Richard Josef Neutra (1892 – 1970) Austrian American architect and designer

Richard Neutra
Richard Neutra

Prominent and modernist architect

Richard Josef Neutra (1892 – 1970) was an Austrian American artist and designer. He was born in Vienna and lived in Los Angeles and southern California for much of his life.

Education

He studied at the Technische Hochschule, Vienna, until 1917.

Biography

While working for the Municipal Building Office in Luckenwalde (Germany), Neutra met Erich Mendelsohn and went to work for him in Berlin. He moved to the United States in 1923 and worked at numerous architecture firms.

In 1924, he met Louis Sullivan in Chicago; in 1924, Frank Lloyd Wright; and, in 1924, he worked alternately at Holabird and Roche in Chicago and for Wright in Spring Green, Wisconsin.

  • Not realized in 1929: Sketch by Richard Neutra for the Lovell Health House.
  • Boomerang chair (1942) by Richard Neutrar

Neutra functioned as a translator for Erich Mendelsohn when he visited Wright in Wisconsin in 1924.

Between 1925 and 1930, Neutra lived and worked in Los Angeles at the home of Austrian architect Rudolph Schindler.

Neutra worked alone in Los Angeles from 1930 to 1939 and then with his son Dion from 1949 to 1958.

Beginning in 1949, Neutra started working with Robert Alexander on several significant contracts. Neutra mostly created residences in the International Style, with basic, albeit eccentric, site-specific furniture, including chromium-plated tubular furniture, grouped in broad open spaces. Wagner and Loos had an effect on his clean, beautiful structures. With broad fenestration, they blurred the line between indoor and external spaces. He often imitated Wright’s use of built-in furniture modules to create open interior spaces.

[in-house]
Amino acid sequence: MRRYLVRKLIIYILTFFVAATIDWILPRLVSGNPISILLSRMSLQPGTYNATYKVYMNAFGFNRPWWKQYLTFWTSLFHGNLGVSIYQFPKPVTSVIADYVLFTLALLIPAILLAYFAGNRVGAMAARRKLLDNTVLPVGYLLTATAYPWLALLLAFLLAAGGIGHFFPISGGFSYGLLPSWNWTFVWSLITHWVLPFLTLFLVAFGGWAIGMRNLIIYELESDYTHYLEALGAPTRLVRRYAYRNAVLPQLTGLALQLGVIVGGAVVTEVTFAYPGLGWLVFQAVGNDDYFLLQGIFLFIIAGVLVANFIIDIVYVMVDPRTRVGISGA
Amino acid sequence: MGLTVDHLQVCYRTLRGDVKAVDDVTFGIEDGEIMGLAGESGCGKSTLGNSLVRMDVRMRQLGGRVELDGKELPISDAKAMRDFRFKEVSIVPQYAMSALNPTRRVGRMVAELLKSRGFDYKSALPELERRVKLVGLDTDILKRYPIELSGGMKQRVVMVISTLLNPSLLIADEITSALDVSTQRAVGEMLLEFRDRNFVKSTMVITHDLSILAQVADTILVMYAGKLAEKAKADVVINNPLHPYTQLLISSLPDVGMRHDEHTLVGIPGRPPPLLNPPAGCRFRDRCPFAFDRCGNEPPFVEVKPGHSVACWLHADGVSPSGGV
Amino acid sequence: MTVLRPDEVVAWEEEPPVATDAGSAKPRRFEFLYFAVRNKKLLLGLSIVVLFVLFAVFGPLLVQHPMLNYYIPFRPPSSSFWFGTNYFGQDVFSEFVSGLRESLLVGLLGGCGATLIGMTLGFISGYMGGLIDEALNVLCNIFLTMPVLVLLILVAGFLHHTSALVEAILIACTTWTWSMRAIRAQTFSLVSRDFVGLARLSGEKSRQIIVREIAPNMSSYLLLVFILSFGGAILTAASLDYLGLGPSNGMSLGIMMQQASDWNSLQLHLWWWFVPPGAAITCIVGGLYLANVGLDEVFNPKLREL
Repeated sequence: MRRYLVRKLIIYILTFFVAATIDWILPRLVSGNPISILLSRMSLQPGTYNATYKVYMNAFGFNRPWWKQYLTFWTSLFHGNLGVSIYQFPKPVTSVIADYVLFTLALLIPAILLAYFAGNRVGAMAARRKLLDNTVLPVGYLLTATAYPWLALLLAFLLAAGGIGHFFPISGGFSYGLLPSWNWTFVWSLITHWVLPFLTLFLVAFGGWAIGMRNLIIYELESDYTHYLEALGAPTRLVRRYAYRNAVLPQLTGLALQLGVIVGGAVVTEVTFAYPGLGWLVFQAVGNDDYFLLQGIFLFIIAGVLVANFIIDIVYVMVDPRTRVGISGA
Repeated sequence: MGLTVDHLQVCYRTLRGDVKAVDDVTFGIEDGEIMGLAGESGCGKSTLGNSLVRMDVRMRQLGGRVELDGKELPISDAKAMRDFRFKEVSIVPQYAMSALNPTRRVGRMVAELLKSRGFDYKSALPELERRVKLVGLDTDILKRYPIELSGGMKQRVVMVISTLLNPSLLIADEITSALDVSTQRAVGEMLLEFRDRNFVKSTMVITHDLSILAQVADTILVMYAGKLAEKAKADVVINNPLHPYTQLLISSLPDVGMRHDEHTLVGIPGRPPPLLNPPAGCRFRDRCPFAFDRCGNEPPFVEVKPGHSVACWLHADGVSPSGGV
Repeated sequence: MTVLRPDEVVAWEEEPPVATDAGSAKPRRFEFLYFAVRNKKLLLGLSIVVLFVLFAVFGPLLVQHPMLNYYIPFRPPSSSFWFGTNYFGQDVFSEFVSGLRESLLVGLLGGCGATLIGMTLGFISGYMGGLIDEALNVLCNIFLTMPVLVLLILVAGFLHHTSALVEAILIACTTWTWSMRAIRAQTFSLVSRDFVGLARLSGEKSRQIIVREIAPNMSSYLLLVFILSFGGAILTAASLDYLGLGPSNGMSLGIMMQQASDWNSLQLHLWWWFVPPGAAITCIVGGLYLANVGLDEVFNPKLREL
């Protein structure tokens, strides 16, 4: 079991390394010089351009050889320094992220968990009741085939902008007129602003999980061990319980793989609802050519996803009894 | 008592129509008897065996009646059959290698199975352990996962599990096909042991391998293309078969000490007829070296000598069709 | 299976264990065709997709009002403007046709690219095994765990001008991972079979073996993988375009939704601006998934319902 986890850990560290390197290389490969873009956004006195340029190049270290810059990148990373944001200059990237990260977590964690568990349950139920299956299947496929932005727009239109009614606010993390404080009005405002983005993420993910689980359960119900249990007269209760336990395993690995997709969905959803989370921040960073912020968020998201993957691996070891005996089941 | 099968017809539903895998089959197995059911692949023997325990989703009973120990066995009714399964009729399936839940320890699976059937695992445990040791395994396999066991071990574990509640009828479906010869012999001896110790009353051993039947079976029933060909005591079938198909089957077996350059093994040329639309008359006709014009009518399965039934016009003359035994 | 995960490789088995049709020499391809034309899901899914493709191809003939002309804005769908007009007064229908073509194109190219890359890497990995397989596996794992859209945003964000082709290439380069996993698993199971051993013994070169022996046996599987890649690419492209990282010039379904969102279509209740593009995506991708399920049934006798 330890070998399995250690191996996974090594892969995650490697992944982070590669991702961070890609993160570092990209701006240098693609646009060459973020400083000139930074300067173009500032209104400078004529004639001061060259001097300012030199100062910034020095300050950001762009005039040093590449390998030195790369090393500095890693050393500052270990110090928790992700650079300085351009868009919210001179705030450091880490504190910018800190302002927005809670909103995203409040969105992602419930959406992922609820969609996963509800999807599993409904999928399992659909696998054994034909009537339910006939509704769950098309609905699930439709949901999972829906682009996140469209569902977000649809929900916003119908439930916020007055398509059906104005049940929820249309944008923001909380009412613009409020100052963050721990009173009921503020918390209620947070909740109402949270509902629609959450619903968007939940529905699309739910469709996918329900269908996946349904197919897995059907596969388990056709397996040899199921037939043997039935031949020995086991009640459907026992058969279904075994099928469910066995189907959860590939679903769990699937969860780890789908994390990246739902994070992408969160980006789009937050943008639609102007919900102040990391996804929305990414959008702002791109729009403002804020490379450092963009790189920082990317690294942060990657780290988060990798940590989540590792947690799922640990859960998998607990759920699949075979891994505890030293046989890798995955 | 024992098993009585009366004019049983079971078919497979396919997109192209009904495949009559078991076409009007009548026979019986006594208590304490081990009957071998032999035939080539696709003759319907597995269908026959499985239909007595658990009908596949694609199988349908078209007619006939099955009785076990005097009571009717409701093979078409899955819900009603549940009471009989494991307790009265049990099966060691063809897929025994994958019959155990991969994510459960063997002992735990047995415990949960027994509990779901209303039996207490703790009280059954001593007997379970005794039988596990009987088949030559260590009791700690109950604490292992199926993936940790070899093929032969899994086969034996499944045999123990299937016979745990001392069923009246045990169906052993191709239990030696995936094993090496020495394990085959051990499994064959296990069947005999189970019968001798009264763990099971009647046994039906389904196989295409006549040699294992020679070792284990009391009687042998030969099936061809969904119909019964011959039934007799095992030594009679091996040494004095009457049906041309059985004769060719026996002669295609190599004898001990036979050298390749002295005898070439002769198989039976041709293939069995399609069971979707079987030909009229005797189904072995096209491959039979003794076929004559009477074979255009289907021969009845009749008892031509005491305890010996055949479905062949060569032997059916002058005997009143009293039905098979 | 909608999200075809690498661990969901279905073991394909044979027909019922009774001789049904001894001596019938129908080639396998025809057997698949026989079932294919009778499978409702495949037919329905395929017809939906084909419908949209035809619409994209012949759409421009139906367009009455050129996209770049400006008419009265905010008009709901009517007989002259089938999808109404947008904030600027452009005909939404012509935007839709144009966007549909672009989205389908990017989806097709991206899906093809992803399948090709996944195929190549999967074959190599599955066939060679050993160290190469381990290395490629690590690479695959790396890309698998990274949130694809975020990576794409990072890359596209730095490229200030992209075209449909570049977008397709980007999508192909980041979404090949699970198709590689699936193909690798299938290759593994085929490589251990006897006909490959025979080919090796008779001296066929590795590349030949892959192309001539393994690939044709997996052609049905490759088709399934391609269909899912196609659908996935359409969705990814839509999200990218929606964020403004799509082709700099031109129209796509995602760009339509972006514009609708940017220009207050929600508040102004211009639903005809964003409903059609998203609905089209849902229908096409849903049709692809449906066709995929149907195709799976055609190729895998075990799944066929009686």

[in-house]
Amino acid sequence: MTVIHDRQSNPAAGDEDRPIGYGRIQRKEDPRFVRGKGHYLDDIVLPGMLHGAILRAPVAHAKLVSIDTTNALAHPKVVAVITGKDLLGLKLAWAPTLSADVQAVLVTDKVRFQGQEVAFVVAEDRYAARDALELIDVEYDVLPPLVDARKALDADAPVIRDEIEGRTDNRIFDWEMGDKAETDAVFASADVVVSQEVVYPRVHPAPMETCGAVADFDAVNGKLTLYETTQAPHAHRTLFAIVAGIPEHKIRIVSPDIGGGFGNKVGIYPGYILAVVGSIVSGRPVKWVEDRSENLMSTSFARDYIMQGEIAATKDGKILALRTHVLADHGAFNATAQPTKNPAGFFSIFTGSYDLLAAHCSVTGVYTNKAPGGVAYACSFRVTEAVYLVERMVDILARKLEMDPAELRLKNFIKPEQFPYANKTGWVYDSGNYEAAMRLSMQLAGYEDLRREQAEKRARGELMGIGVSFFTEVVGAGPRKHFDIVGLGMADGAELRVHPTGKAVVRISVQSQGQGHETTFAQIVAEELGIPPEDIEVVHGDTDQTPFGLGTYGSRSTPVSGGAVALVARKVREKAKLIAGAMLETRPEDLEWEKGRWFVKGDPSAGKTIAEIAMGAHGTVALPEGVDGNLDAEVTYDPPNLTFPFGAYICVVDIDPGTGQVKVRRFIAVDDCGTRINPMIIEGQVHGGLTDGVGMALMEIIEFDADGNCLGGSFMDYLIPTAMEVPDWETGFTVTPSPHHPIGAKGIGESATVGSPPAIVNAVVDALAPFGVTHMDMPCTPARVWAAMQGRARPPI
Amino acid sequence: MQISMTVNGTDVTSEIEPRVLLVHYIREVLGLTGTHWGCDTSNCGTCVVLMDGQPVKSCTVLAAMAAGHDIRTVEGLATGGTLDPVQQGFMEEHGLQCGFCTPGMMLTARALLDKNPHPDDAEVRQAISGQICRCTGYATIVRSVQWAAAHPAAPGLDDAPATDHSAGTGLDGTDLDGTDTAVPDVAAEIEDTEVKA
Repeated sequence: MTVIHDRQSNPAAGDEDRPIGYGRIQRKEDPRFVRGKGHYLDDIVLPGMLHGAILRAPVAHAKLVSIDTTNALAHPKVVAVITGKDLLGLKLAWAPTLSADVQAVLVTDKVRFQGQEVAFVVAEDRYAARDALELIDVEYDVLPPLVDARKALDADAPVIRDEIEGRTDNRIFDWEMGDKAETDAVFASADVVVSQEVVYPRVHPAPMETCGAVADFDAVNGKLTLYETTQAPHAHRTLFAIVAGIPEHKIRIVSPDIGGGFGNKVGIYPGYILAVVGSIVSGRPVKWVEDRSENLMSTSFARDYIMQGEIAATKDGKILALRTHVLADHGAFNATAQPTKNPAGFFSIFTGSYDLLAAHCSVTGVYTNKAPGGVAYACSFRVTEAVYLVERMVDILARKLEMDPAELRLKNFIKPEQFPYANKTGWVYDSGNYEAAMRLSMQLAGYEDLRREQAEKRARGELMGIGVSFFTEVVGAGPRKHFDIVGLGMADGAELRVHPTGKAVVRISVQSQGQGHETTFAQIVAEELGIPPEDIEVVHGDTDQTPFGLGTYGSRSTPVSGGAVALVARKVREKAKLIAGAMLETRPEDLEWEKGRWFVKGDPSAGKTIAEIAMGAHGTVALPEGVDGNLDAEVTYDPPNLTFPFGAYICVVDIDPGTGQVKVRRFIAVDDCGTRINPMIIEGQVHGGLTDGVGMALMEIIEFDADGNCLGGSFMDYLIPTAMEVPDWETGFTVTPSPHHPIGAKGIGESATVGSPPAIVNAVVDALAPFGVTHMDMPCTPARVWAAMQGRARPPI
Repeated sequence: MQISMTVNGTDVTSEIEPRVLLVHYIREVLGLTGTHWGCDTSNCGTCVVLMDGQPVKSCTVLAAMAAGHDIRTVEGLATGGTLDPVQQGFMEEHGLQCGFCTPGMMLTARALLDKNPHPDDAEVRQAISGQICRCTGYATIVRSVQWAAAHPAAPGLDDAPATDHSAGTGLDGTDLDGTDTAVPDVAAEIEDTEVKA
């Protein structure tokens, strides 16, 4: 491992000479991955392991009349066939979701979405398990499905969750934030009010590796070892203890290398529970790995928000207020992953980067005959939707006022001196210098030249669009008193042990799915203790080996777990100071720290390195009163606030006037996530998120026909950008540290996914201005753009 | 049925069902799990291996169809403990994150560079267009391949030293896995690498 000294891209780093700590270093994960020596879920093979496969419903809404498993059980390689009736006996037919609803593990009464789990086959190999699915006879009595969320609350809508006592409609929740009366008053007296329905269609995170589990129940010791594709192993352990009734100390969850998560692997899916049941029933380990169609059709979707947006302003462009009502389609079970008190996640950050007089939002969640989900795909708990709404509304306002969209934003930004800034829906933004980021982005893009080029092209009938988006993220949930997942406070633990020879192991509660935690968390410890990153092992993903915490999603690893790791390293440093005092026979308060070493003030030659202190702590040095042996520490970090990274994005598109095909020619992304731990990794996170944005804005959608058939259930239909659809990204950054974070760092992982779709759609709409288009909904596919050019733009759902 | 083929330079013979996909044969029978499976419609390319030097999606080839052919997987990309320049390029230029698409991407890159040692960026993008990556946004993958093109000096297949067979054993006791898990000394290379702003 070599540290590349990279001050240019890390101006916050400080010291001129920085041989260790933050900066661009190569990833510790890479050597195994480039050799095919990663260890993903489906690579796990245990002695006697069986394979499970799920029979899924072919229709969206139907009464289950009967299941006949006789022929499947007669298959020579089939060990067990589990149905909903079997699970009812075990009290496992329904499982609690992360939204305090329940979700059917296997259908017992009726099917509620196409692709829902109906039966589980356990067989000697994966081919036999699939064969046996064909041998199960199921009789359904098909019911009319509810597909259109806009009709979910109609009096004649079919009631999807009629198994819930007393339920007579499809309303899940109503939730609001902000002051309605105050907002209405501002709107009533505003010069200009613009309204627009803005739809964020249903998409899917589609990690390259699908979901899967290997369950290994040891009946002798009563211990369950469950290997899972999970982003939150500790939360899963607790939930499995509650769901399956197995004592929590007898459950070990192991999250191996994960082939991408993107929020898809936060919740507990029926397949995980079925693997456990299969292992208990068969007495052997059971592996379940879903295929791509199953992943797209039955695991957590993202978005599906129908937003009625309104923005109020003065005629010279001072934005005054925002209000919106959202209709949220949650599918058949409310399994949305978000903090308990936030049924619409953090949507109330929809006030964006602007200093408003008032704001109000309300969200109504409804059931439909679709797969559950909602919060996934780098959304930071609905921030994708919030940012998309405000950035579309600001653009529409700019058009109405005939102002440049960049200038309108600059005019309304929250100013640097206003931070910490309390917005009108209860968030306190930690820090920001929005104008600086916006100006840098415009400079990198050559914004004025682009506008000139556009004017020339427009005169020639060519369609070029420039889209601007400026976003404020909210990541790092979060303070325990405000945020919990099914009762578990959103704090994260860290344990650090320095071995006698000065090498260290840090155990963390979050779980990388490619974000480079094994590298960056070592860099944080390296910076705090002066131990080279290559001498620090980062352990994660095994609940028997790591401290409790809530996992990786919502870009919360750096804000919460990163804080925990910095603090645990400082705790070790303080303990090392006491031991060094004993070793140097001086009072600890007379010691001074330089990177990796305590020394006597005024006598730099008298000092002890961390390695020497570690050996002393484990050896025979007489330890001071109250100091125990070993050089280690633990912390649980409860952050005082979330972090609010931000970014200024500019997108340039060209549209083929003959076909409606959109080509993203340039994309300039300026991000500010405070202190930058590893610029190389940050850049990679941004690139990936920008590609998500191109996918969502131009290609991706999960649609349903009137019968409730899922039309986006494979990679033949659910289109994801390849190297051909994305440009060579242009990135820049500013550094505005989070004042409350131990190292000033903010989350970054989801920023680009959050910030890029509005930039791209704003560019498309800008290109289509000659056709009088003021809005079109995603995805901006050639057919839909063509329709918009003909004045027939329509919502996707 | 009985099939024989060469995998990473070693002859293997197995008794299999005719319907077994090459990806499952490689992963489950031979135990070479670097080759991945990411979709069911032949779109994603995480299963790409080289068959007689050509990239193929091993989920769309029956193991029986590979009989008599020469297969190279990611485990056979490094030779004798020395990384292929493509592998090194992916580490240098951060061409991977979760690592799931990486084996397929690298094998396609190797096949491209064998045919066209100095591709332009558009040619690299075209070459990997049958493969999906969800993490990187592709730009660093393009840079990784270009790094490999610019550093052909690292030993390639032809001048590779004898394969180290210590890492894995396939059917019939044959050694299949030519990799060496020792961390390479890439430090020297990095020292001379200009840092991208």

Lovell Health House by Richard Neutra
Lovell Health House by Richard Neutra

Commissions

  • Neutra is best known for the Lovell House in 1929 and the Nesbitt House in 1942, both in Los Angeles. 
  • His other buildings were the League of Nations’ 1927 competition entry (with Rudolph Schindler); 
  • 1932 VDL Research House in Los Angeles; 
  • 1935 Josef von Sternberg house in Northridge, California; 
  • 1937 Strathmore Apartments in Los Angeles; 
  • 1927 Landfair Apartments in Los Angeles; 
  • 1938 Schiff house in Los Angeles; 
  • 1942—44 Channel Heights Housing in San Pedro, California; 
  • 1947 Kauffmann house in Los Angeles; 
  • 1942—44 Channel Heights Housing in San Pedro, California; 
  • 1942—44 Channel Heights Housing in San Pedro His site-specific furniture included the 1929 Cantilever Chair in tubular steel for the Lovell house, 
  • a low-backed bentwood model for the 1942 Branch house, and a high-backed bentwood model for the 1947 Tremaine house; 
  • the 1940 Camel Table with wooden legs for the Sidney Kahn house, and 
  • the 1951 revised version with metal legs for the Sidney Kahn house, and the 1950 Camel Table with wooden legs for the Sidney Kahn house.

He was a foreign member of UAM and a prolific writer (Union des Artistes Modernes).

Sources

Byars, M., & Riley, T. (2004). The design encyclopedia. Laurence King Publishing.

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